The U.S. Fish Wildlife Service has declared today – Thursday, May 15th – as Endangered Species Day. While I support the need to spread awareness about the distressing loss of biodiversity our planet is facing—the sixth global mass extinction crisis in our planet’s history, it seems like a better name is in order.
A day to honor endangered species, on its face, oddly seems to be “celebrating” the unfortunate state we—or more accurately, they—are currently in, or alternatively considering them in memoriam even though they are still on the planet with the potential to be saved.
When I was in school and we talked about endangered species, we would list them off—tigers, orangutans, panda bears, river dolphins, and so on—along with their remaining numbers and threats, and occasionally throwing in a “success story” like the American bald eagle, humpback whales, or the California condor for good measure.
But like a day celebrating them, the takeaway message was that this was a list of valuable things—like baseball cards or stamps—made more valuable due to their rarity. And this message is the opposite of what imperiled animals species need.
In fact, it is vital that we not embrace the rarity of these species on account of the fact that they are almost gone and thereby reinforce the underlying theme that their endangered status makes them that much more valuable. This message is already creating a self-fulfilling prophecy of their doom.
As we’ve seen with the use of endangered species products in traditional Asian medicines, art, and sport trophies, it’s actually their scarcity which is driving up the price and demand for these products. Particularly with luxury items like hunting a rare black rhino, or buying polar bear skin rugs or decorative ivory tusks, their uniqueness has driven the price of the items—and the price on the animal’s head—to unheard-of levels, creating a perverse incentive to keep them scarce.
Instead of memorializing or celebrating endangered species’ rarity, we should be looking for a future where there are no more endangered species—only plentiful populations living in safe and ample wild habitats. With that in mind, I would advocate for changing the name to National Endangered Species Recovery Day, where U.S. citizens are encouraged to go out and do something to help a species in trouble or support an organization devoted to saving imperiled critters and their habitat. Or, following the trend of holidays celebrating people with great accomplishments, perhaps have a day in honor of the selfless men and women who have devoted their lives to the betterment of animal species, such as primatologist Dr. Jane Goodall, marine scientist Dr. Sylvia Earle, or elephant guru Dr. Iain Douglas-Hamilton.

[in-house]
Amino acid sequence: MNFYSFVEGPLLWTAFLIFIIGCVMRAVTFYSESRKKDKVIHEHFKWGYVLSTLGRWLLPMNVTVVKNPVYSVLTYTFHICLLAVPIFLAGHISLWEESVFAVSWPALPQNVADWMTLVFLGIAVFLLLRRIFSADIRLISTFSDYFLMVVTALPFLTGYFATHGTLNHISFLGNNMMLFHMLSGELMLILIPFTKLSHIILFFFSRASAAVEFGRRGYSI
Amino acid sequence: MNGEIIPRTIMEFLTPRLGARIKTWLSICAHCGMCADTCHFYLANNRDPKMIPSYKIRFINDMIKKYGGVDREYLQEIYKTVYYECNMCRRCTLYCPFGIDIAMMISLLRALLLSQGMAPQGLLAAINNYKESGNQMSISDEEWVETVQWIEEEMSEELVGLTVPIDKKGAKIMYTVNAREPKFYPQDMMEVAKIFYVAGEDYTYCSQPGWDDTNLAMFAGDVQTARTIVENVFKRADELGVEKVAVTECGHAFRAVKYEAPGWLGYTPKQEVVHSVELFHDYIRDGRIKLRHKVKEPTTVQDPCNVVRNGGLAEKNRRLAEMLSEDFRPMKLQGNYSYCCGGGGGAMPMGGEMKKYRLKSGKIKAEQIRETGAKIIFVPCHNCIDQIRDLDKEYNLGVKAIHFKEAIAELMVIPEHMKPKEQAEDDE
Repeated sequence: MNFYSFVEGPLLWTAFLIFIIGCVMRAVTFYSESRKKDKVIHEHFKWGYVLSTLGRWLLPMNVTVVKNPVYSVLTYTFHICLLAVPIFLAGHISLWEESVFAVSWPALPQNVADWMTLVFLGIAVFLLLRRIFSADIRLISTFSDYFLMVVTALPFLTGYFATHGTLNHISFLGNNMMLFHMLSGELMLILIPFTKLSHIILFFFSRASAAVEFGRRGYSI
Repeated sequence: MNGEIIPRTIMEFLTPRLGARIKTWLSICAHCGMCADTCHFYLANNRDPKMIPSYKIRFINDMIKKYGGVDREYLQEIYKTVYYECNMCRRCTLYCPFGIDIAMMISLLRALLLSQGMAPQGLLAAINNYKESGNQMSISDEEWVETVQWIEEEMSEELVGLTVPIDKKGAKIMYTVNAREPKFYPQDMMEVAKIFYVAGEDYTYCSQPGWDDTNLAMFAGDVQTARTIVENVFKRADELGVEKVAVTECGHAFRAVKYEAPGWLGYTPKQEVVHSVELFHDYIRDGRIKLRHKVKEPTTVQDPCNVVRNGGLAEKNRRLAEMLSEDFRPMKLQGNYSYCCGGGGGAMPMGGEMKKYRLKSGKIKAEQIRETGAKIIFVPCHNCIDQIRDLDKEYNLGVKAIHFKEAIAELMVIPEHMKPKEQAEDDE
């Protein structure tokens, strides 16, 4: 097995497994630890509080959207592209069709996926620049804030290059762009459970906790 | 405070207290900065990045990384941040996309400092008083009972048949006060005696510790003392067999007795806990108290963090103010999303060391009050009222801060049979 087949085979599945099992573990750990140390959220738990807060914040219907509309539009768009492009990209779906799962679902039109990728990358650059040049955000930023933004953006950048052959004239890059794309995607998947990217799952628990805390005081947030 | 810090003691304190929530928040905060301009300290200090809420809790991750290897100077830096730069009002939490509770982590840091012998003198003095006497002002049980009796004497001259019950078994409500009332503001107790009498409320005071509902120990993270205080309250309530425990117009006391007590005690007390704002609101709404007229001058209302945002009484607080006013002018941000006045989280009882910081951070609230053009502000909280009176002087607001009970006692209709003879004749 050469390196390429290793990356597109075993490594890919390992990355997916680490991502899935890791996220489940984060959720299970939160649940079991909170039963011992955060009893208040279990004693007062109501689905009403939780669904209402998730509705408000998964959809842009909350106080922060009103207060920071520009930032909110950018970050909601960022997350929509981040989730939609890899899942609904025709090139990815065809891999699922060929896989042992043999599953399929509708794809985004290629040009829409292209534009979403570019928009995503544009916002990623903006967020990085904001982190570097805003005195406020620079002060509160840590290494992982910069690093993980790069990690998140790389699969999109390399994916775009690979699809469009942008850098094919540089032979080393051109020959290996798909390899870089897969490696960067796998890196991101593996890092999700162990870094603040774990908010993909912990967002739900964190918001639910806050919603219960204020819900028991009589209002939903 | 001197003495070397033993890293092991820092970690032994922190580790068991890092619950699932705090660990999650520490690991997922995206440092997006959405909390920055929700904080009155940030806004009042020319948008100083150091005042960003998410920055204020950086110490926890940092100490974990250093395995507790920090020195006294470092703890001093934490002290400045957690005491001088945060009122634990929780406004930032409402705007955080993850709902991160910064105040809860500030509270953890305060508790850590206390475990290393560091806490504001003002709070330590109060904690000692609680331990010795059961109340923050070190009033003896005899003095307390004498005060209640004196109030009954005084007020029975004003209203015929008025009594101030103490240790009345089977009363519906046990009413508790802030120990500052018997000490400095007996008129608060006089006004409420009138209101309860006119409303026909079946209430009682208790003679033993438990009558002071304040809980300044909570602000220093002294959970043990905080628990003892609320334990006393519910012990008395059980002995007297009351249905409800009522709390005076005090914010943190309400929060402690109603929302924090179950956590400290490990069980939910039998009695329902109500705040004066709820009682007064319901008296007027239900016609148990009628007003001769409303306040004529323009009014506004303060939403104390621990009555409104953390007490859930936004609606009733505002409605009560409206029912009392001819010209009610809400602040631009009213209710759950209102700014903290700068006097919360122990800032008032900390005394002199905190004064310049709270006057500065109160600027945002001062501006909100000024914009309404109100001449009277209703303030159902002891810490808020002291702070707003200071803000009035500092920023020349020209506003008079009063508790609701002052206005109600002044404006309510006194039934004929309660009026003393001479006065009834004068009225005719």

Another option would be to have a U.S. Endangered Species Act Day, celebrating this landmark law passed in 1973, which along with other regulations like the Marine Mammal Protection Act, the Clean Air Act, and the Clean Water Act, have made the United States a world leader in legislation designed to save wildlife and their environment. This suite of ground-breaking conservation laws is truly something to celebrate, and given that it is often maligned by special interests with financial stakes in exploiting natural habitats or species, a U.S. Endangered Species Act Day could provide a positive boost to its public image.
Or, at the very least, it could be called Save Endangered Species Awareness Day, where instead of glorifying the U.S. Endangered Species List or the international IUCN Red List of disappearing animals, the day’s theme would be one of motivating change and action, of creating a day to reflect on what more can we do to help these animals, or even more pointedly—inspiring us to change what are currently doing that is leading to species’ demise. Examples of actions the U.S. could take would include denying trophy import permits for U.S. sport hunters who proudly slaughter imperiled animals like elephants and lions under the thin guise of “killing for conservation”, or decreasing the U.S. contribution to carbon emissions which drive habitat loss due to climate change.
Unlike celebrations of motherhood and our armed services, we don’t have a National Cancer Day, or National Economic Recession Day, because such holidays would embrace horrific things we would rather see be eliminated. And I while I would like to see the need for lists of endangered species eliminated through the global recovery of wild places and wild animals, the message for a national endangered species day needs to be one of hope, inspiration, and action. Talking about endangered species on National Endangered Species Day is not a bad thing, but doing something to save them is even better.
Article source: IFAW